Ceremonial beam signing an important milestone in Wilson Hall construction
Chancellor Emeritus Lynton 'Red' Wilson signs a beam destined for the top of the building that will bear his name.
Chancellor Emeritus Lynton “Red” Wilson, his wife Brenda and MPP Ted McMeekin joined representatives from McMaster and the Wilson Foundation in the ceremonial signing of a beam at the future home of L.R. Wilson Hall recently.
The group, along with Ken Cruikshank (Dean of Humanities), Jeremiah Hurley (Dean of Social Sciences), Ehima Osazuwa (McMaster Students Union President), Mary Williams (VP of University Advancement) and Peter Sharpe (President of the Wilson Foundation) left messages of thanks on a beam that will be placed near the top of L.R. Wilson Hall.
“The excitement on campus is growing, especially among students,” says Hurley.
“We are so thankful for Red and Brenda’s generous support of the liberal arts at McMaster and are looking forward to seeing what students and researchers will be able to accomplish in their new home,” says Cruikshank.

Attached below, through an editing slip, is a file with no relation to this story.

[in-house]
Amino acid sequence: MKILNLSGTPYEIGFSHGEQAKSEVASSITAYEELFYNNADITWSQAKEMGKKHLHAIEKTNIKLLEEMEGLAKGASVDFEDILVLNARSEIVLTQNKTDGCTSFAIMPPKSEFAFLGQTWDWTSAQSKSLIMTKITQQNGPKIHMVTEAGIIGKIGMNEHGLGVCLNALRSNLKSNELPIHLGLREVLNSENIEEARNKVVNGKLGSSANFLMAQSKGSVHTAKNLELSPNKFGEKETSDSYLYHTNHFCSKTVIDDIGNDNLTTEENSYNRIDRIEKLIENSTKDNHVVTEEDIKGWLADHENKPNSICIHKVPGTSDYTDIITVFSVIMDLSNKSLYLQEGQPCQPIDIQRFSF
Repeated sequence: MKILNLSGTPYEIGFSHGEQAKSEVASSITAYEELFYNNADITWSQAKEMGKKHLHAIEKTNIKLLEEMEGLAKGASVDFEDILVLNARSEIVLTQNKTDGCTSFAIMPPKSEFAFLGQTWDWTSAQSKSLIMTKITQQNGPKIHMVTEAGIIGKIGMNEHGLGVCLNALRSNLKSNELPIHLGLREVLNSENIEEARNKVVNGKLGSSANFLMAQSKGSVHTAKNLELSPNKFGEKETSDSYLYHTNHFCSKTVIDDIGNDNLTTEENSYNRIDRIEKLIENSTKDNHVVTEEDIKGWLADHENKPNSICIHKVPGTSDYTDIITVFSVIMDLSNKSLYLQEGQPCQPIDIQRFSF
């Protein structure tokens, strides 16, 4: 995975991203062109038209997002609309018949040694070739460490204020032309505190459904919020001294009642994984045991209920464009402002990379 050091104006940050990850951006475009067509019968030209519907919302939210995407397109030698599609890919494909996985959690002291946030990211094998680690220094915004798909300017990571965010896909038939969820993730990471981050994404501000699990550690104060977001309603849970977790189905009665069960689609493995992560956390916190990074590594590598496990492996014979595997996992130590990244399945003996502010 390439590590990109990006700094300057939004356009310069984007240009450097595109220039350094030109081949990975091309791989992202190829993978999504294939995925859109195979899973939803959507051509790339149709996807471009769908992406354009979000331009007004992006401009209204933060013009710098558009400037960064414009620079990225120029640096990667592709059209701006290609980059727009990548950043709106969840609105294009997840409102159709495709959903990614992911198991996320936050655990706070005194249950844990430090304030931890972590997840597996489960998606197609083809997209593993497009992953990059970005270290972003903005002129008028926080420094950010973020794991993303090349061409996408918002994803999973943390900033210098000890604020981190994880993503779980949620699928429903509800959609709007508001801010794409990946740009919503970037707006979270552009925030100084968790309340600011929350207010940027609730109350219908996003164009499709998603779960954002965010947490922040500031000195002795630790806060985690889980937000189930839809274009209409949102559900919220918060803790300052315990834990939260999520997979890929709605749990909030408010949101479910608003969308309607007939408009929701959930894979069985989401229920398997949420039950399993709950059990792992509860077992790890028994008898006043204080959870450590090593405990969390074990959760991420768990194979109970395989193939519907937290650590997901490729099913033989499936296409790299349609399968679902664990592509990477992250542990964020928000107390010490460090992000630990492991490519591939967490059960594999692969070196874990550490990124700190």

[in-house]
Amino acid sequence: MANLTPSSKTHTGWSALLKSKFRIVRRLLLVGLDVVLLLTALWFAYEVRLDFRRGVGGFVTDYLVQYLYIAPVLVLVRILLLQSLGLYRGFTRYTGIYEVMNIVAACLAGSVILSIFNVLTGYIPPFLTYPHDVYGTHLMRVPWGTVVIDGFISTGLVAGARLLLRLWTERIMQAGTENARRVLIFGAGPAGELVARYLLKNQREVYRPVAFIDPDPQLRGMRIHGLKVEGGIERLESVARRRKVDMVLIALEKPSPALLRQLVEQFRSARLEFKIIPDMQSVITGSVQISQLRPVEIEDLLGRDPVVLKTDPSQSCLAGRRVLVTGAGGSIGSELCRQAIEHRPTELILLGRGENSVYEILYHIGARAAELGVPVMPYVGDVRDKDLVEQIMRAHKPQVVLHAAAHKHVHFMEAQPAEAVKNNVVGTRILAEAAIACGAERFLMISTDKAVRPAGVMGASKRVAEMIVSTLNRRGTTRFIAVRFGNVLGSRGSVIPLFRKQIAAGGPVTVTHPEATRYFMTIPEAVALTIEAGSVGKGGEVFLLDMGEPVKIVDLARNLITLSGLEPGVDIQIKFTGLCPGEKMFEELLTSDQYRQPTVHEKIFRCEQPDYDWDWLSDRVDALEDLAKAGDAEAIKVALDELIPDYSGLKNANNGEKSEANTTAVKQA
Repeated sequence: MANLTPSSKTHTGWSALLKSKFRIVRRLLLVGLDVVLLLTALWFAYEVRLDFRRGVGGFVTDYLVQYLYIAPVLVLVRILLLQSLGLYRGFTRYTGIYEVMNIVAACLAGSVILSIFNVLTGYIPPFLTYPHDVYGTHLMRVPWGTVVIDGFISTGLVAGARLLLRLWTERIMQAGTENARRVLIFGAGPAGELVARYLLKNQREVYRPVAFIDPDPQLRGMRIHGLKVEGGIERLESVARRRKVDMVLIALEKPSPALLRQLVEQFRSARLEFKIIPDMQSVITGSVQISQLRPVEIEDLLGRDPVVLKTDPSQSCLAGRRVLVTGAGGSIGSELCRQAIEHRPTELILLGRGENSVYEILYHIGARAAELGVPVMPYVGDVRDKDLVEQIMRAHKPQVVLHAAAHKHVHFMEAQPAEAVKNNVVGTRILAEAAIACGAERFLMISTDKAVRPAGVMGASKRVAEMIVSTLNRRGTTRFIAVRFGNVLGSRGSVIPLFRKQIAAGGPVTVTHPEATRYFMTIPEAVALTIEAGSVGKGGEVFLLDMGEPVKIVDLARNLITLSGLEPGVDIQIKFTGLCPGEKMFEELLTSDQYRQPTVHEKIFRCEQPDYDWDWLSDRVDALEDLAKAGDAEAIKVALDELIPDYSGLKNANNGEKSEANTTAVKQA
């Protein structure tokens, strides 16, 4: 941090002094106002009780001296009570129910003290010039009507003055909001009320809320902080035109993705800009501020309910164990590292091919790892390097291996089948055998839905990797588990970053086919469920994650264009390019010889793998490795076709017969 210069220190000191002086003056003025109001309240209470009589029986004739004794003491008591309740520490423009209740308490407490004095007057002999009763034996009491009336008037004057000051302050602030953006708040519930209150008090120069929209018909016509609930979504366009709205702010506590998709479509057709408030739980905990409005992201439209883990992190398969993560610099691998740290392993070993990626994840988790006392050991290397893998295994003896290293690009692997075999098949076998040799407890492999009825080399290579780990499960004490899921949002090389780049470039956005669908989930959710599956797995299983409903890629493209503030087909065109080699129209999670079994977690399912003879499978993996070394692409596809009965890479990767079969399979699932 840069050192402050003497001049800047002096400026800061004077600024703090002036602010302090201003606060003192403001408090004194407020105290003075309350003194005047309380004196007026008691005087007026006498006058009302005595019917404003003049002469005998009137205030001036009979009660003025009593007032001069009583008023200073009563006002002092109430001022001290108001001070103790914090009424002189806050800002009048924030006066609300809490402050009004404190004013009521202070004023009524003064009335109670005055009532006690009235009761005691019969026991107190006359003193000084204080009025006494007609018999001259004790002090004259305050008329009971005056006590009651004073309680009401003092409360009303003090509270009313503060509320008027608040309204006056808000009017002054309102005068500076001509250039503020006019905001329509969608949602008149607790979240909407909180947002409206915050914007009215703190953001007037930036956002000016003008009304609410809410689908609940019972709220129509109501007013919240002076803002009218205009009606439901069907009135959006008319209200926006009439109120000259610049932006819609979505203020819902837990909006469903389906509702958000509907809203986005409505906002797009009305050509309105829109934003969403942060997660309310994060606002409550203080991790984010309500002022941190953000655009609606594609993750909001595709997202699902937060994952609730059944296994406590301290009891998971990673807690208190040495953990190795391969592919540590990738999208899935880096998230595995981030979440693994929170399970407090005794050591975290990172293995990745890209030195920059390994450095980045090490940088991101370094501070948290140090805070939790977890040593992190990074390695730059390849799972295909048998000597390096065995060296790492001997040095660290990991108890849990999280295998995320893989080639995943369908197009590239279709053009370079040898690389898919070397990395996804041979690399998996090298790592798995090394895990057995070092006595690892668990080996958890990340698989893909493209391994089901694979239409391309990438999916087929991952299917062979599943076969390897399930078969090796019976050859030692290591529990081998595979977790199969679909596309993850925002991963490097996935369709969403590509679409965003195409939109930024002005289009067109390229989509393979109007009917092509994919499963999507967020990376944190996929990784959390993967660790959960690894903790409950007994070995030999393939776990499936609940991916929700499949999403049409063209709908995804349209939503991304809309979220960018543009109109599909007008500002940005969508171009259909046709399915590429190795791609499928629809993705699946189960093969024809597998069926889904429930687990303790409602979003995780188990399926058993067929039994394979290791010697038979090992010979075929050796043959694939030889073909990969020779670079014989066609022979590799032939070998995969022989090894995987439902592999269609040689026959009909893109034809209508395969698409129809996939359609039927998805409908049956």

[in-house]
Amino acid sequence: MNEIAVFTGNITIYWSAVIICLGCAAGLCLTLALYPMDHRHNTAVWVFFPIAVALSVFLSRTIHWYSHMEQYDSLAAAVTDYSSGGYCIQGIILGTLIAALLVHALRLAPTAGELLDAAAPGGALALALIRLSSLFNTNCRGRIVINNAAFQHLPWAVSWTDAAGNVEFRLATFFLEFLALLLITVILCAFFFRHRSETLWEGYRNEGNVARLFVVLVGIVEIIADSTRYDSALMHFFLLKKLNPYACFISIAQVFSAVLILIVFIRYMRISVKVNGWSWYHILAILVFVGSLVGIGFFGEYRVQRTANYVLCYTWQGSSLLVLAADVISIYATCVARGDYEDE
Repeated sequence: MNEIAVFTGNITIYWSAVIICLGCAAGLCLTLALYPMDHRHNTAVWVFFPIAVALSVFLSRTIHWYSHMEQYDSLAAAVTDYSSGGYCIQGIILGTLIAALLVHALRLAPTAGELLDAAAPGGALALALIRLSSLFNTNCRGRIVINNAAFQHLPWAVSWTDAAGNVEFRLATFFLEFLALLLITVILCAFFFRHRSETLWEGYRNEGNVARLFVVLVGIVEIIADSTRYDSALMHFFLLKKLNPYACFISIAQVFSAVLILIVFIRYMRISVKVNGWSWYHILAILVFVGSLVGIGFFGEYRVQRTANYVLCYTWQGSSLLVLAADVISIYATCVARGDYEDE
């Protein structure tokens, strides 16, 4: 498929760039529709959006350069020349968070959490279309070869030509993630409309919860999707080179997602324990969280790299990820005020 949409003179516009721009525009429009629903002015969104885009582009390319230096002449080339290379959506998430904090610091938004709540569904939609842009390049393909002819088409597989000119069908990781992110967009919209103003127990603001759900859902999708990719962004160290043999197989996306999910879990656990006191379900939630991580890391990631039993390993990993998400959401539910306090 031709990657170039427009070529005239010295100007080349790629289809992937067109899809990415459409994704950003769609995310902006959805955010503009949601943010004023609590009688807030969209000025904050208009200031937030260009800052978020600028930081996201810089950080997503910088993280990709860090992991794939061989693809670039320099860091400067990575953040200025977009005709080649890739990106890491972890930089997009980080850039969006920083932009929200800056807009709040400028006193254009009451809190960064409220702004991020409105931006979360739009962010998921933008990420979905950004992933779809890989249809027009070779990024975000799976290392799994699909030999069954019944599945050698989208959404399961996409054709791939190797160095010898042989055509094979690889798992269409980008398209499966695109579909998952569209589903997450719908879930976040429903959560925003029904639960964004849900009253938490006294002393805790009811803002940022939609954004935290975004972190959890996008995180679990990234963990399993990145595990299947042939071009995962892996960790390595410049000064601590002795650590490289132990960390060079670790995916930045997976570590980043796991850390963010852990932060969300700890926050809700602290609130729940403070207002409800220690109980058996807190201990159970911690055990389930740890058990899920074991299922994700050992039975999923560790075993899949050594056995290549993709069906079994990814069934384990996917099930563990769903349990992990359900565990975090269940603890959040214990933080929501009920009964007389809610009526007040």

When open, the building will offer exciting new spaces and active learning classrooms for students and faculty in Humanities and Social Sciences.
It will feature a variety of teaching and learning spaces, including a 400-seat lecture theatre, two 100-seat classrooms and a number of smaller classrooms.
The facility will also house significant liberal arts research centres such as the Wilson Institute for Canadian History and the Gilbrea Centre for Health and Aging. McMaster’s Indigenous Studies Program and indigenous student support offices will be located there.
L.R. Wilson Hall will also be home to new performing arts spaces including a 350-seat concert hall and the unique “black box” theatre that provides a multipurpose space for music, dance and spoken word productions.
The project is possible through a $45.5M investment from the province of Ontario and a $10M gift from Wilson.